Sinquefield Cup: Caruana’s brilliant win

by Carlos Alberto Colodro
8/18/2021 – Exciting chess continues to be the norm in Saint Louis, as the Sinquefield Cup kicked off with a number of thrilling games on Tuesday. Fabiano Caruana, Leinier Dominguez and Maxime Vachier-Lagrave won their first-round games and are the early leaders of the event. Caruana’s victory over Sam Shankland was particularly attractive. | Photo: Crystal Fuller

ChessBase 17 - Mega package - Edition 2024 ChessBase 17 - Mega package - Edition 2024

It is the program of choice for anyone who loves the game and wants to know more about it. Start your personal success story with ChessBase and enjoy the game even more.


Dominguez and Vachier-Lagrave also win

The Sinquefield Cup sees four of the participants not only fighting to win the tournament but also keeping an eye on the overall standings of the Grand Chess Tour, which grants an extra $175,000 prize fund for the three players who get the most points throughout the series. Wesley So is the clear leader in that competition; Shakhriyar Mamedyarov and Maxime Vachier-Lagrave are almost tied in second and third places; while Fabiano Caruana has an outside chance of finishing second or third (see the full standings table in our preview).

Out of these four ‘tour regulars’, Caruana and Vachier-Lagrave had the best starts at the Sinquefield Cup, beating Sam Shankland and Peter Svidler respectively. They are joined in the early lead by Leinier Dominguez, who got the better of Dariusz Swiercz.

Sinquefield Cup 2021

Classical (elite) chess has returned to Saint Louis! | Photo: Crystal Fuller

The first result of the event was a draw, with Jeffery Xiong failing to get anything with white against Richard Rapport.

Not long after, Svidler resigned against MVL. Two of the strongest practitioners of the Grünfeld Defence, they entered a variation with 4.h4. Theory was followed until move 15, with Black giving up a pawn to get open lines on the queenside — à la Benko Gambit. Svidler eventually recovered the pawn, but by then White’s h-pawn had made it to the sixth rank.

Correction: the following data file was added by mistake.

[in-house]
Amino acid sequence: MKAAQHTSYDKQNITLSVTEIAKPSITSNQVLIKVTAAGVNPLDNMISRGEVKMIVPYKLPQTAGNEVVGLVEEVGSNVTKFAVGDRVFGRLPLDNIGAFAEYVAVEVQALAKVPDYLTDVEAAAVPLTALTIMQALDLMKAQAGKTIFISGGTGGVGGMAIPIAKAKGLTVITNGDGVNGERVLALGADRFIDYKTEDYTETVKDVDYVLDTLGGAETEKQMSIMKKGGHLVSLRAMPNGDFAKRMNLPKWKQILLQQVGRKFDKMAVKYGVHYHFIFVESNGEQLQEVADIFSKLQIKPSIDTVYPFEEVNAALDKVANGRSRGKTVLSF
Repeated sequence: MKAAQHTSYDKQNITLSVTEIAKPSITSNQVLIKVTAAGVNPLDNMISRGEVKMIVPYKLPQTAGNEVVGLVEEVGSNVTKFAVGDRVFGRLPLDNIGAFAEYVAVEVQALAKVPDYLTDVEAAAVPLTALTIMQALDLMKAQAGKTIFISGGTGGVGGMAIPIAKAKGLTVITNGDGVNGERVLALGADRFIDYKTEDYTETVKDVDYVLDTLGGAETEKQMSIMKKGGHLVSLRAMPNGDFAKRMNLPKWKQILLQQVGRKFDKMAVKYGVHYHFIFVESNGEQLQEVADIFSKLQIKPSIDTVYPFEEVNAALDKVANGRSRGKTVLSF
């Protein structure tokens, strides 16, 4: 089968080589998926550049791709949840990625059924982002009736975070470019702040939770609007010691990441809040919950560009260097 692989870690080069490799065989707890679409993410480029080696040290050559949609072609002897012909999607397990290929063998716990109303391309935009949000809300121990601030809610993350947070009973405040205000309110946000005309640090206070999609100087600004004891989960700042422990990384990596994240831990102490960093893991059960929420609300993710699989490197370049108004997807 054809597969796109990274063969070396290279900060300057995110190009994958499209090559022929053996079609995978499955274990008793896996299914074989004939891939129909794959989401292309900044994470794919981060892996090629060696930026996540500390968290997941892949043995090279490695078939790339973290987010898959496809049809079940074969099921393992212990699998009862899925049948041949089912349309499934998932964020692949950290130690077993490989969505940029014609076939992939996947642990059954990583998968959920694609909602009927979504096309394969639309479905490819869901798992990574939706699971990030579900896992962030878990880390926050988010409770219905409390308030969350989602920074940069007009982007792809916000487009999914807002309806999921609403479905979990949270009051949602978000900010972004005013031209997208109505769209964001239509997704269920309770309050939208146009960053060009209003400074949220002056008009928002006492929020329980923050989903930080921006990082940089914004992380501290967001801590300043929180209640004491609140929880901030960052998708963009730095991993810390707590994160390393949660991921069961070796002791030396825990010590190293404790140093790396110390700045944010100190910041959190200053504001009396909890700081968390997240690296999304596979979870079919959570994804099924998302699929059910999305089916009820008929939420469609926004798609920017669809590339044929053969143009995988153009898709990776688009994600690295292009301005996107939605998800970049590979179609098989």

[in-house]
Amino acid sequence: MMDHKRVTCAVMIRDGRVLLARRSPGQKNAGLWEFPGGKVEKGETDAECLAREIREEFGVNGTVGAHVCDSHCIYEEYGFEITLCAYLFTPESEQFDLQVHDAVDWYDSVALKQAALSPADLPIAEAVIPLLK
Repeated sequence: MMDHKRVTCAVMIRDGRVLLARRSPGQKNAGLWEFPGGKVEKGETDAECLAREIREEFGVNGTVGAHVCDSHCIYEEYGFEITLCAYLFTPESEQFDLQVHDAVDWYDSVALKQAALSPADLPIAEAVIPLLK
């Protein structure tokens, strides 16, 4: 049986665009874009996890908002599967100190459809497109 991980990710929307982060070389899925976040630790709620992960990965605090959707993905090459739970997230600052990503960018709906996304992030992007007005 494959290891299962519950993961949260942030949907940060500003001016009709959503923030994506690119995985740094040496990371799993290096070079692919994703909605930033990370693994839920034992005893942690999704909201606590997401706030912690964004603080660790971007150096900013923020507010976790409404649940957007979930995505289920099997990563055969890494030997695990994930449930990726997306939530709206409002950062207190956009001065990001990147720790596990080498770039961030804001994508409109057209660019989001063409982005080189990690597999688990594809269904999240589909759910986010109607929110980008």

After MVL’s 25.b4 came Svidler’s decisive mistake — 25...Ne8 (25...cxb4 or 25...Ke8 would have kept the game going). There followed 26.bxc5 dxc5 27.Bg7+ Kg8 28.Qa8


Black is completely stuck. Note that in the first diagrammed position the knight was protecting the a8-square. 28...c4 29.Qd8 Qa4 30.Kg2 Qb5 31.Bb2 and Svidler resigned. (You can try your own variations on our interactive diagrams).


Maxime Vachier-Lagrave, Peter Svidler

Grünfeld specialists — Maxime Vachier-Lagrave and Peter Svidler | Photo: Lennart Ootes

While MVL and Svidler opted for a deep theoretical variation, Caruana chose the more positionally oriented London System with white against Shankland. The world number 2 outmanoeuvred his opponent in the middlegame, focusing on improving his pieces on the kingside. The following position was reached after 27 moves.


Caruana found the stunning 28.Ng4, not only taking advantage of the fact that 28...Nxh4 runs into 29.Nh6#, but also planning to give up a piece for the attack after 28...h529.Qg5 hxg4 30.hxg4 Ng7. Notice how strong the unopposed dark-squared bishop is along the e5-h8 diagonal.


Black is doomed. After 31.Qh6, Shankland found nothing better than 31...Nef5, returning the material, but there was no defence already. Resignation came seven moves later.

The tournament offers an extra $5,000 brilliancy prize, and Caruana’s win will certainly be among the contenders.


Sam Shankland

Dealing with a tough position — Sam Shankland | Photo: Lennart Ootes

In a crucial game for the overall standings of the Grand Chess Tour, So failed to make the most of an advantageous queenless position against Mamedyarov. A common pandemic-related confusion occurred at the start of the game — handshake or fist bump?

In the last game to finish on Tuesday, Dominguez showed his class to defeat Swiercz with the black pieces. The Cuban-born grandmaster will play white against Caruana in Wednesday’s second round. 

Standings after round 1


All games



Carlos Colodro is a Hispanic Philologist from Bolivia. He works as a freelance translator and writer since 2012. A lot of his work is done in chess-related texts, as the game is one of his biggest interests, along with literature and music.


Rules for reader comments


Not registered yet? Register